Reviewed by: Fringefeed
Review by Karen Lowry | 28 January 2021

Easily earning the title of the weirdest show you’ll see at FRINGE WORLD this year, ScoMo’s Sunday Service is both hilarious and completely absurd. While the show does open with a church service, this functions largely as a framing device with most of the action taking place in 1997, back when Scott Morrison allegedly pooed his pants at the Engadine McDonalds.


The show’s main setting is actually Scott Morrison’s house, which becomes a microcosm of Australian politics. Written and performed by Adelaide band, George Glass, Morrison’s political hits get reduced to the policies he uses to manage his household. Everyday problems become metaphors for border control, climate change, robodebt, and budget cuts. This not only makes them seem completely absurd, it also make the nuances of politics easier to understand, and to laugh at.


By weaving in songs that make this show somewhat reminiscent of a cabaret, George Glass manage to tie in their absurd poo jokes with the hilarious political commentary that gives the narrative its depth. While the quick costume changes didn’t always go to plan, this disorganisation worked in their favour, setting the tone for the chaos that seems to follow Morrison around.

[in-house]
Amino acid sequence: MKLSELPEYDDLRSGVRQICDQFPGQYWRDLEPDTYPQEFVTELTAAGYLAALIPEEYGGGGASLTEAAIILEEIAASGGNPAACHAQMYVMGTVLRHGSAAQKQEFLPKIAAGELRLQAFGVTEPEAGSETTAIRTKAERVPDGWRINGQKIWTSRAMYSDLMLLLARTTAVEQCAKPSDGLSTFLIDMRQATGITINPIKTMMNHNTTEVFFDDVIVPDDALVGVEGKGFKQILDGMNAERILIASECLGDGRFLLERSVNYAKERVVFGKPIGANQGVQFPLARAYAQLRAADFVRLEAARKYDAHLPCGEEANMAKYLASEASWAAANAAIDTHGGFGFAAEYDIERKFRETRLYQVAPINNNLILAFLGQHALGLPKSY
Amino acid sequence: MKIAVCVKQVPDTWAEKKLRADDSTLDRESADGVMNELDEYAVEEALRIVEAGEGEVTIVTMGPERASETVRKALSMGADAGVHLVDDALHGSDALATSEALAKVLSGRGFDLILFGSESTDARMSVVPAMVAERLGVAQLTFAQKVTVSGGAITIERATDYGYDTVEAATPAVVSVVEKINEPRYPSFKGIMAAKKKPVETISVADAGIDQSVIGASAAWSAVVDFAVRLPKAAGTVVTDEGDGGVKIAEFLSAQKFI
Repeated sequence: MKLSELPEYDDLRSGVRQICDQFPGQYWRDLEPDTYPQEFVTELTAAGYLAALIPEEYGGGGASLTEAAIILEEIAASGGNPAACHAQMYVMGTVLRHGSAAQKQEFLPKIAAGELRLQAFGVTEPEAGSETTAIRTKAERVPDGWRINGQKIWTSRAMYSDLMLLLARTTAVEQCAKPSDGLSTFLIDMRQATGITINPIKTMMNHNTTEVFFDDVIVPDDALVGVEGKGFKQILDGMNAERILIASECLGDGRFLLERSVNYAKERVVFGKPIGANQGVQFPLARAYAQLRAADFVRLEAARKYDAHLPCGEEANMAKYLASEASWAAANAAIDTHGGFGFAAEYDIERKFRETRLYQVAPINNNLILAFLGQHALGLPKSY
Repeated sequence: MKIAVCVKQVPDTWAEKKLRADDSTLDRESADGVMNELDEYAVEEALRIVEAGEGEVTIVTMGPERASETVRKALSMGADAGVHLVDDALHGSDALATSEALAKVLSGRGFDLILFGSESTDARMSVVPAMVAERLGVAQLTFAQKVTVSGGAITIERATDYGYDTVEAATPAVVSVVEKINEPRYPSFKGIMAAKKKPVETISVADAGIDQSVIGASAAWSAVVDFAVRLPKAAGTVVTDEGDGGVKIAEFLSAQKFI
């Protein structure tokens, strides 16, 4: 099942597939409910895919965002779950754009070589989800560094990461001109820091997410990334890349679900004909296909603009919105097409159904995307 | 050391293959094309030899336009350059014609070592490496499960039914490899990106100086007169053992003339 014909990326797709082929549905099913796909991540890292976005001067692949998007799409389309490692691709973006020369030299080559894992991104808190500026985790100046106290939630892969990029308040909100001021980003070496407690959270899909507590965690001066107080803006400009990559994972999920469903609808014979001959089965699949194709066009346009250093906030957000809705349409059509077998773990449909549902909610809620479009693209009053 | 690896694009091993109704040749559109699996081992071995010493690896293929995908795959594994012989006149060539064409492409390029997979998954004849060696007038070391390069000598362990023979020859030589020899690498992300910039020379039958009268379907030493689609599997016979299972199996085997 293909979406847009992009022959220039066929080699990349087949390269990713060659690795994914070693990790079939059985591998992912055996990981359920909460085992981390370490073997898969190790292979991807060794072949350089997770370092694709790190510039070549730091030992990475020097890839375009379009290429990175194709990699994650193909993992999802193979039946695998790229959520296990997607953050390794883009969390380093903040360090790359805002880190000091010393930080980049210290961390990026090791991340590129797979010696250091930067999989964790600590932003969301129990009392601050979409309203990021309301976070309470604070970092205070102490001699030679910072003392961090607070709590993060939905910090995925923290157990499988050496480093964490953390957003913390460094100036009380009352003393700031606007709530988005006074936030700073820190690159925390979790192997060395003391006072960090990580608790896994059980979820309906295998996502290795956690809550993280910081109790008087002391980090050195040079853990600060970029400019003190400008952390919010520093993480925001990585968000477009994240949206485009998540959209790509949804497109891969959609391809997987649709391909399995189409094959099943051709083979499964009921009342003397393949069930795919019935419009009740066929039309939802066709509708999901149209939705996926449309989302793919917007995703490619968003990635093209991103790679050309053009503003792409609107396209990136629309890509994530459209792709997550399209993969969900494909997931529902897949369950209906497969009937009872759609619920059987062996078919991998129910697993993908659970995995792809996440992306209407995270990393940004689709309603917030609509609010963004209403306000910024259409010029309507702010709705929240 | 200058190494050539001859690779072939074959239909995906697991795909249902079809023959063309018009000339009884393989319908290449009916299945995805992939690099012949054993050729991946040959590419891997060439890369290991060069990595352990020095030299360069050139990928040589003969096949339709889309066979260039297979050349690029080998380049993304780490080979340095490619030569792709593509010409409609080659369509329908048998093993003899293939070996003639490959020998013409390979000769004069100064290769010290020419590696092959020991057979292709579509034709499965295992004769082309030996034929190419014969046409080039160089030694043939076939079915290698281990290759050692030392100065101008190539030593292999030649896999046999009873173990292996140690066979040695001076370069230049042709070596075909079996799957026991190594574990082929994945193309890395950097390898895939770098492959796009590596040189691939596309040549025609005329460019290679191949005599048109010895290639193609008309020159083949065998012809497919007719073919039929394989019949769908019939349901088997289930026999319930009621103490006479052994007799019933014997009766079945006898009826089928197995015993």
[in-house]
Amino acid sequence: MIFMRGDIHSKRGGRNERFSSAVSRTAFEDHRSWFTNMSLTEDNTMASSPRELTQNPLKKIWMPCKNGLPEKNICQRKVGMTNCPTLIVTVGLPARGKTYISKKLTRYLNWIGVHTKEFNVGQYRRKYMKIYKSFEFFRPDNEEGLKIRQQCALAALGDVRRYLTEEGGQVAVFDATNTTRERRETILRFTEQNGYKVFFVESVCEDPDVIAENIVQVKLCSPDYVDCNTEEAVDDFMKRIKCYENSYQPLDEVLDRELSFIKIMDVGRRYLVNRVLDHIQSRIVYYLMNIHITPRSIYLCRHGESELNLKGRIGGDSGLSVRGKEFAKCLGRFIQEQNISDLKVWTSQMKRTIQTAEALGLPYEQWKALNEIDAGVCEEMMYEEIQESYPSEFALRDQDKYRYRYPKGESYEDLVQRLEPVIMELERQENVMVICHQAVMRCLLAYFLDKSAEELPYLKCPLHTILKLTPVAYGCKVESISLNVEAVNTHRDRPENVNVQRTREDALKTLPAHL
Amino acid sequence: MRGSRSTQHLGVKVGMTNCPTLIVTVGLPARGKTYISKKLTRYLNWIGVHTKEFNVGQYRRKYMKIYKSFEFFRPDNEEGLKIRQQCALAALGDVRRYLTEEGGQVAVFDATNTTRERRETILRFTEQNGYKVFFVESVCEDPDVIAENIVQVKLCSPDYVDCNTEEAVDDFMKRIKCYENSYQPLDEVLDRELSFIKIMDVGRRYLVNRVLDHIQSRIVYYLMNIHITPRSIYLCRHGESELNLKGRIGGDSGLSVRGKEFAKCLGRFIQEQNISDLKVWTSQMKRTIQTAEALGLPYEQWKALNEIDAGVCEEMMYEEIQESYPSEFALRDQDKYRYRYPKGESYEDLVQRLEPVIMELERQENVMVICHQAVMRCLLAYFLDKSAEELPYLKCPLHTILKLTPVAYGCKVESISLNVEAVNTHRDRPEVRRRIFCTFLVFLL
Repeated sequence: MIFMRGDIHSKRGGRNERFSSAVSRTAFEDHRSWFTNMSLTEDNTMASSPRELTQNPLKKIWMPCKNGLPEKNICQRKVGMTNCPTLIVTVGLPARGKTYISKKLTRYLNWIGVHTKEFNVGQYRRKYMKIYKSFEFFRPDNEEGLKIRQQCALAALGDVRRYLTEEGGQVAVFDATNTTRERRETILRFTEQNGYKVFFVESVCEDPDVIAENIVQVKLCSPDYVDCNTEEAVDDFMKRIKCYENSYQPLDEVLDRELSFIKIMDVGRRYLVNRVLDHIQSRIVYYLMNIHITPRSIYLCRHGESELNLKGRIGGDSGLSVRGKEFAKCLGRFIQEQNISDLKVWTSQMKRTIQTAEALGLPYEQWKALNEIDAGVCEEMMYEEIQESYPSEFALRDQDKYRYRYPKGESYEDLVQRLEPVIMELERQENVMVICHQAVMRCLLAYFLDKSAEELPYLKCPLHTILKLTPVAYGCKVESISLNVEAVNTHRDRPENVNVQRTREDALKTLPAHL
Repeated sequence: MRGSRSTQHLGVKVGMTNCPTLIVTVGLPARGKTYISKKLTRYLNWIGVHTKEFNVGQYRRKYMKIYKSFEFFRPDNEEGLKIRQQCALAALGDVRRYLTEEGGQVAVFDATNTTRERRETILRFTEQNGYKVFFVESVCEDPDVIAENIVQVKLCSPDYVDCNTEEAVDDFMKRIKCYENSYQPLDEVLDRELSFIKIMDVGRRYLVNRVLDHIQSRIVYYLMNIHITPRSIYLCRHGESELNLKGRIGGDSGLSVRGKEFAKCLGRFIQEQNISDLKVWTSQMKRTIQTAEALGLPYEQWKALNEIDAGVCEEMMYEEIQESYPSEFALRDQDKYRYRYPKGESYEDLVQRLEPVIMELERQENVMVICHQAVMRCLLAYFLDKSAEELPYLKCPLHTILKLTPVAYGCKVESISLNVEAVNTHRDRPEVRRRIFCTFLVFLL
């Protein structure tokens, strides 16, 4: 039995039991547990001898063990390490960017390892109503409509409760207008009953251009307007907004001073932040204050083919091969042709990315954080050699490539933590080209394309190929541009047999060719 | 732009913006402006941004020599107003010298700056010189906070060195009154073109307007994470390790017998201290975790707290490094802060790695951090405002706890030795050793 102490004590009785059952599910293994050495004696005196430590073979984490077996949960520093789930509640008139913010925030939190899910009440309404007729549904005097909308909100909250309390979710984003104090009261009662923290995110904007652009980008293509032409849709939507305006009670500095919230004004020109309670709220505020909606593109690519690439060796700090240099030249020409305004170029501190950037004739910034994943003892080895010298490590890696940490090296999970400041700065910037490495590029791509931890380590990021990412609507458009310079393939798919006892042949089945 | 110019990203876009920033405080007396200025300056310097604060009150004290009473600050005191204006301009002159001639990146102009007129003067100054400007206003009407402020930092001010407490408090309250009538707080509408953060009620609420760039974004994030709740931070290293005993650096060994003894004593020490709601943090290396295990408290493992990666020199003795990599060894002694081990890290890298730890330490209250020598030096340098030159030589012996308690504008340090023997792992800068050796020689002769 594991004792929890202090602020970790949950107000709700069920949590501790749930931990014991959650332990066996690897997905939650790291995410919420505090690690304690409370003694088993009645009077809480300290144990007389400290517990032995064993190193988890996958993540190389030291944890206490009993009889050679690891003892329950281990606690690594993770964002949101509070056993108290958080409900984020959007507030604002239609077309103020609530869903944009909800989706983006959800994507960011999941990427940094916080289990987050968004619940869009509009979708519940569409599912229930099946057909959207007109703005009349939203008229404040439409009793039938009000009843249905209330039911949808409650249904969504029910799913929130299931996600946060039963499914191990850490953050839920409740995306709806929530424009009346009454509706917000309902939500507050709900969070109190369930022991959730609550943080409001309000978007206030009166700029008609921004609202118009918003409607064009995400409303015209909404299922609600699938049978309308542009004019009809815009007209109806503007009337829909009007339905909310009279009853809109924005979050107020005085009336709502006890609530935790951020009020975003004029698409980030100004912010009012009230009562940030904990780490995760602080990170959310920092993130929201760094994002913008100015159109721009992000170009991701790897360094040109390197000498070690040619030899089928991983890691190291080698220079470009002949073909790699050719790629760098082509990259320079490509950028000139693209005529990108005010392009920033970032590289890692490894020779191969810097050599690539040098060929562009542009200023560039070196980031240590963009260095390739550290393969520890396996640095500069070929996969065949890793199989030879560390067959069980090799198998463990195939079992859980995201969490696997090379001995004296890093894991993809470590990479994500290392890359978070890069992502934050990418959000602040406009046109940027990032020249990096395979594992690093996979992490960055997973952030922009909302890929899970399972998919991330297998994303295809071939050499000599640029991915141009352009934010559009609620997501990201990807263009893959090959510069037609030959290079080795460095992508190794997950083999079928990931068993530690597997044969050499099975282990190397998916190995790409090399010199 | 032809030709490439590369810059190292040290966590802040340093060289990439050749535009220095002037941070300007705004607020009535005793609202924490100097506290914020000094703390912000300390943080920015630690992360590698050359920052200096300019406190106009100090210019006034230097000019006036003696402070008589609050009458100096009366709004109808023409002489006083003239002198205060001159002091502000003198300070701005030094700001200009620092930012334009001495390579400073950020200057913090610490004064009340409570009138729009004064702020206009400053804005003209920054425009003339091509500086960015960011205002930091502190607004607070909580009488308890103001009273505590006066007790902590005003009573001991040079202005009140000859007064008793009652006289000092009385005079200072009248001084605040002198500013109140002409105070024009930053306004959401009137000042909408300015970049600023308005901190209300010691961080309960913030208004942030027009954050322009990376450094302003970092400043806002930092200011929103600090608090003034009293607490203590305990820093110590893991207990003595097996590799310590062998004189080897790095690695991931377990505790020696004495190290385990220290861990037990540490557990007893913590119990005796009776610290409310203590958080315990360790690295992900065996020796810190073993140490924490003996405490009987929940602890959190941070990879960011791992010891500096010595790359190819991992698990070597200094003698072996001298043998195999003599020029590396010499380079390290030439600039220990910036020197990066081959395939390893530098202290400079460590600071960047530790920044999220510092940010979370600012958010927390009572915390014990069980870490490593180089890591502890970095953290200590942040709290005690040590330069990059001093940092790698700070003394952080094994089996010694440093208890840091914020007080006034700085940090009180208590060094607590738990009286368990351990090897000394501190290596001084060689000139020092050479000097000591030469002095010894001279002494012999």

By the end of the show you’d be forgiven for doubting the band’s sanity. While they seem sometimes unhinged, the show they have produced is a masterpiece. Credit needs to be given especially to Nic Conway, who plays an impressive, and extensive, list of supporting characters, including a priest, an archangel, Scott Morrison’s wife, and many of the characters encountered in everyday, suburban life.


The dialogue is also one of the band’s strengths, with Morrison using spin and propaganda even when arguing with his wife. However, some of these scenes do appear to exist as isolated jokes, with the focus being on long set-ups and clever puns. While everything does come together in the end, it doesn’t always seem immediately relevant to the story. Don’t be disillusioned though, the entire 60-minute show becomes one long setup for an impressive, and hilarious, finale.

While the toilet humour is absurd, and sometimes graphic, this show will appeal to even the most squeamish, giving audiences the best of both worlds…political commentary, absurdity, and even men in nappies.